Mark twain essay on james fenimore cooper - Amanda Read
Our purpose here has been to disentangle the authentic text of The Deerslayer from the legends surrounding it, the misperceptions having accrued over decades because of Twain's hilarious essay and having contributed to a critical tradition that often damns Cooper with the faintest of praise. An almost immediate response to Twain's attack ensued, as is evident from the well-meaning essays of Maulsby and Hannigan. These well-intentioned and generally accurate defenses notwithstanding, Twain's humor won the day, and his brassy exaggerations and explosive irreverence led to a tradition of evaluating Cooper by citing his "offenses," an assessment inattentive to Cooper's actual plots, his character portrayals, and his textual modifications. Fortified by the assumptions of Realism, Twain's assault on the Romantic house of fiction took dead aim at these supposed defects in plot, characterization, and style. If Cooper's fictional edifice has weathered the storm, it is largely the result of his excellence in these three categories that Twain so gleefully dismissed, a consequence of some readers following Cooper's narrative rather than Twain's partial and distorted version of it. It is, nevertheless, a tribute to Twain that his comic masterpiece has more than survived, but flourished, often obscuring the legitimate features of its object of attack. "Fenimore Cooper's Literary Offenses" has survived, for its willful fabrications, hilarious exaggerations, and satirical intent aside, the rest of the essay, if we may borrow Twain's phrasing, is art.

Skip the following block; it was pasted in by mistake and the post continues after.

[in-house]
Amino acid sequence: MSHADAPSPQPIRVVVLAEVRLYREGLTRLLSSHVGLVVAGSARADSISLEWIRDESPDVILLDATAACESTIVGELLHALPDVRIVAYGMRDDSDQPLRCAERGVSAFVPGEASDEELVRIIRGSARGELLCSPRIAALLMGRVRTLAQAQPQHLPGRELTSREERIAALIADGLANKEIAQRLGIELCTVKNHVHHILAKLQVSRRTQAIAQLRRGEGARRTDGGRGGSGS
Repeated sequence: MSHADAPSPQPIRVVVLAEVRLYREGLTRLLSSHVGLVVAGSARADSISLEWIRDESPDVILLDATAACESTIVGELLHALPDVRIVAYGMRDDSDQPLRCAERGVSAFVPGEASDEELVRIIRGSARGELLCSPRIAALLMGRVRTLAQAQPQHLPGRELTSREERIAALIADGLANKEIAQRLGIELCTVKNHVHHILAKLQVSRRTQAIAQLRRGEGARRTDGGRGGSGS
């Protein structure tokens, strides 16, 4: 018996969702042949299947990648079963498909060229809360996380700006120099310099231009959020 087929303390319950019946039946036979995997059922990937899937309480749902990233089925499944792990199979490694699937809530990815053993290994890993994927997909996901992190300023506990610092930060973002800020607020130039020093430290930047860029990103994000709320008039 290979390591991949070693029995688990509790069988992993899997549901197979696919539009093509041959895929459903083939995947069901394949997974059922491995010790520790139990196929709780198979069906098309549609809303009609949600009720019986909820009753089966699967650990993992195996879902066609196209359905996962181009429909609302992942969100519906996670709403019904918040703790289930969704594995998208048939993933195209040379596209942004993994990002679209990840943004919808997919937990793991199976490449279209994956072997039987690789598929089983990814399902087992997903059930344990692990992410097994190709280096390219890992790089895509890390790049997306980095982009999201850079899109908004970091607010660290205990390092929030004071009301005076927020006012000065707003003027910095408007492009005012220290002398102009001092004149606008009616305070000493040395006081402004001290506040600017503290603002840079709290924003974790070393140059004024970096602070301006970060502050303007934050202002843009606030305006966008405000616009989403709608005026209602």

Mark twain essay on james fenimore cooper
In 1897, Maulsby defended Cooper's characters, singling out Natty Bumppo, a figure hardly mentioned in Twain's attack. Cooper's hero, according to Maulsby, represented a "man, who is confessedly the creation of romance, yet whose life is more real to thousands than is many an historic character.... Nor are touches lacking in the minor characters to attest the author's adherence to the broad lines of nature." By asserting that Natty seems real, even though he is the hero of a romance, and that Cooper's portrayal of characters is truthful, Maulsby shows his awareness of the animosity of the Realists towards the writers of romance. But as Krause suggests, Twain's intent was not merely to defend Realism against romance; his purpose, rather, was to declare an unequivocal winner in the battle. While a Realist like Howells would take arms and "bang the babes of romance about" in critical essays, Twain's weapons were satire and ridicule. Attacking the unrelieved solemnity of characters in sentimental fiction, his irreverence also chipped away at the secure solidity of a literary canon into which, Twain feared, Cooper was being ensconced by the likes of Brander Matthews.
. All quotations from Twain's 1895 essay derive from the text in Literary Essays, in The Writings of Mark Twain (New York: Harpers, 1899), 22:83-95. Twain completed another essay on Cooper, the second essay edited by Bernard De Veto under the title, "Fenimore Cooper's Further Literary Offences," New England Quarterly, 19 (September 1946): 291-301. Subsequently reprinted in Letters from the Earth (New York: Harper & Row, 1962) under the title "Cooper's Prose Style"(pp. 135-145), the second essay uses a comic persona, a dimwitted authority on Cooper's artistry.